It is clear that Ireland are attempting to make major changes, ones that will take time to implement. It would be foolish to make any conclusions about the Kenny era before the end of this campaign at the earliest.
The return of supporters could help. Like the vast majority of footballers, Connolly is already eagerly anticipating the day that fans can return to grounds.
Football certainly isn't the same in empty stadia, with Ireland as affected by that dynamic as much as anybody. They are never a prolific team in front of goal, but you can't imagine that their lacks of goals would have been quite such an issue had they been playing in front of a packed Aviva Stadium in some of those fixtures.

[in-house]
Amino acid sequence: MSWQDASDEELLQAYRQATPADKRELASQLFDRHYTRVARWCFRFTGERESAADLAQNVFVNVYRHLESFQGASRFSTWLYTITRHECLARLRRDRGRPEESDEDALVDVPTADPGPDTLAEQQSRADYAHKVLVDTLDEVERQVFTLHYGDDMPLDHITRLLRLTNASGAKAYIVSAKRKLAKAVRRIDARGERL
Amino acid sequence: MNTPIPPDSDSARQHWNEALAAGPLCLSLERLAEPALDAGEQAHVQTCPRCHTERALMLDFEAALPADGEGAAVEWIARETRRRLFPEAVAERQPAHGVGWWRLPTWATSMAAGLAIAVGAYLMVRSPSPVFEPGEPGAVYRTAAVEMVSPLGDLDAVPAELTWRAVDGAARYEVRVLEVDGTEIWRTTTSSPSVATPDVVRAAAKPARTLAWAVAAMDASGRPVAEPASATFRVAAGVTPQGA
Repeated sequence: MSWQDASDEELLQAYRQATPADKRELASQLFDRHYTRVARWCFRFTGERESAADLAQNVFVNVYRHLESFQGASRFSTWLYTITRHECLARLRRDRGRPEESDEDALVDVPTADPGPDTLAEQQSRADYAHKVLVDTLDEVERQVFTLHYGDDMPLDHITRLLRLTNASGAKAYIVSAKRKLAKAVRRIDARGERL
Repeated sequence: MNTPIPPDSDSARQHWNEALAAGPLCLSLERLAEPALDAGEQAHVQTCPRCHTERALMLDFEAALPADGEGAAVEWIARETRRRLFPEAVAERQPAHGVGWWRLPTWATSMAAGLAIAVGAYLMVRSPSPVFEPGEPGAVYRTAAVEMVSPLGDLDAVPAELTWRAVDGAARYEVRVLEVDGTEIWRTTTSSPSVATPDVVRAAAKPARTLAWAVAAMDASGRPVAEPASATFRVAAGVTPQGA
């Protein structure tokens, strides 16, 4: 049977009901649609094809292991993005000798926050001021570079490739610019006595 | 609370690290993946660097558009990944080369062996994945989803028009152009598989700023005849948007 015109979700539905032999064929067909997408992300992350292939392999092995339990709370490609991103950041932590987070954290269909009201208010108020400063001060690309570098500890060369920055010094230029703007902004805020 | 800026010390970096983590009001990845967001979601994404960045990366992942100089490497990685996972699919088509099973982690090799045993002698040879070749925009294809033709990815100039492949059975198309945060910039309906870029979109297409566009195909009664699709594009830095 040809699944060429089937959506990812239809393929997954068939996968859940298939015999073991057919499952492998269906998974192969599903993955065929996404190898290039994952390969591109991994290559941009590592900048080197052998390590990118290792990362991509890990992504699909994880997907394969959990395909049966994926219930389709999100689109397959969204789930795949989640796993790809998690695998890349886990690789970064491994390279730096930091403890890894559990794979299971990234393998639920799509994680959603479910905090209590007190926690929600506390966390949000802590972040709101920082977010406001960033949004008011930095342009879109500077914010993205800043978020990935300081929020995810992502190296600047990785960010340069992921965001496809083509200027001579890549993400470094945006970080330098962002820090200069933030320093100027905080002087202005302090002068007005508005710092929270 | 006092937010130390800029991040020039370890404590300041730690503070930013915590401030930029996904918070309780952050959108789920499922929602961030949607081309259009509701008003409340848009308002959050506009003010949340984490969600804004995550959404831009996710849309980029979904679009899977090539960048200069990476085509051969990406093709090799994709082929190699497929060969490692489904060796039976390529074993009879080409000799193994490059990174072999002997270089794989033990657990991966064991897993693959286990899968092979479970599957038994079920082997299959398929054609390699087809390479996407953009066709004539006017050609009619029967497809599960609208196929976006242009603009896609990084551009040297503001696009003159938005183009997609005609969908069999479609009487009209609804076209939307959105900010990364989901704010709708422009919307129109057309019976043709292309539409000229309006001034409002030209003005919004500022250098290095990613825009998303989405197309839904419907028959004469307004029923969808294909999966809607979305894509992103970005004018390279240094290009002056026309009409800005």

They will have to navigate this tricky landscape for another while yet, with the March internationals being played in those eerie surroundings once more. After that, there will be some hope that supporters can return for the next round of qualifiers in September.
They could be the boost that Ireland need and Connolly is certainly looking forward to seeing them return.
I think they’re like the 12th man. When I made my debut against Georgia two seasons ago and then against Switzerland away, they were massive. I’ve missed that, missed having fans in the stadium.
It drives you on to a certain level, especially with Ireland as well. They’re brilliant all game no matter what. Against Switzerland we were 1-0 down and they were right behind the team. It pushes you on because not having them there has been a big miss.
I feel like if we had them there we would have definitely nicked a couple of results and some more goals. It’s just one of those things, I’m relishing it. I can’t wait for the fans.